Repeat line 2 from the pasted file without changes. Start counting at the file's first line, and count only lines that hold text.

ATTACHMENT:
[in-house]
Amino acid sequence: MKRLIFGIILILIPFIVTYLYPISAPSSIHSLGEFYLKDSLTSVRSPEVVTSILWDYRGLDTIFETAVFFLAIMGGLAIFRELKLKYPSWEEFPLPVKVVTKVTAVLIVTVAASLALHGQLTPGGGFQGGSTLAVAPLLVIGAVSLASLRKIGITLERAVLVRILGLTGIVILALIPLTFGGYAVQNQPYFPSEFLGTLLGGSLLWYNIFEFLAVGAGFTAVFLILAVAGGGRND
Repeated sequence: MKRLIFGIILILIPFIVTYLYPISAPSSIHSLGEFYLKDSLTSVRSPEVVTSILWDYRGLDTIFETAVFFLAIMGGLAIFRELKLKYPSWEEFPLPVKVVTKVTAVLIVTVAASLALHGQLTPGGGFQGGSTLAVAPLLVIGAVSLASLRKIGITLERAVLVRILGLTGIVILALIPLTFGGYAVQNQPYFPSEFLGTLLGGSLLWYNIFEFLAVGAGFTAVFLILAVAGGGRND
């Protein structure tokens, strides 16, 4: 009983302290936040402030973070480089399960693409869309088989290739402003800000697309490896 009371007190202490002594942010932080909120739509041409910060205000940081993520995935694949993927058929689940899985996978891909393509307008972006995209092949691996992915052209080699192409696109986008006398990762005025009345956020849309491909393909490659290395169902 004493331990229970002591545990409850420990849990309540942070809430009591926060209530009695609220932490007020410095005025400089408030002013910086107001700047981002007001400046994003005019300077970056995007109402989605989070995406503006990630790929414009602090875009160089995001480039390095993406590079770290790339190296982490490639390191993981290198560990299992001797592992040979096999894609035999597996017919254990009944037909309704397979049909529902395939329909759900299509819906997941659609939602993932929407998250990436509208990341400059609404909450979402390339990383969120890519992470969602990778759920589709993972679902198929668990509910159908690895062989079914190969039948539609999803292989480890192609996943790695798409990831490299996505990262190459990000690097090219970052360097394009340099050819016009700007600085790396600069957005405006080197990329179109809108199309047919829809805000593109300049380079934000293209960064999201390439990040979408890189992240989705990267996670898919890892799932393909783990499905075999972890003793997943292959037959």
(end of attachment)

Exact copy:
Amino acid sequence: MKRLIFGIILILIPFIVTYLYPISAPSSIHSLGEFYLKDSLTSVRSPEVVTSILWDYRGLDTIFETAVFFLAIMGGLAIFRELKLKYPSWEEFPLPVKVVTKVTAVLIVTVAASLALHGQLTPGGGFQGGSTLAVAPLLVIGAVSLASLRKIGITLERAVLVRILGLTGIVILALIPLTFGGYAVQNQPYFPSEFLGTLLGGSLLWYNIFEFLAVGAGFTAVFLILAVAGGGRND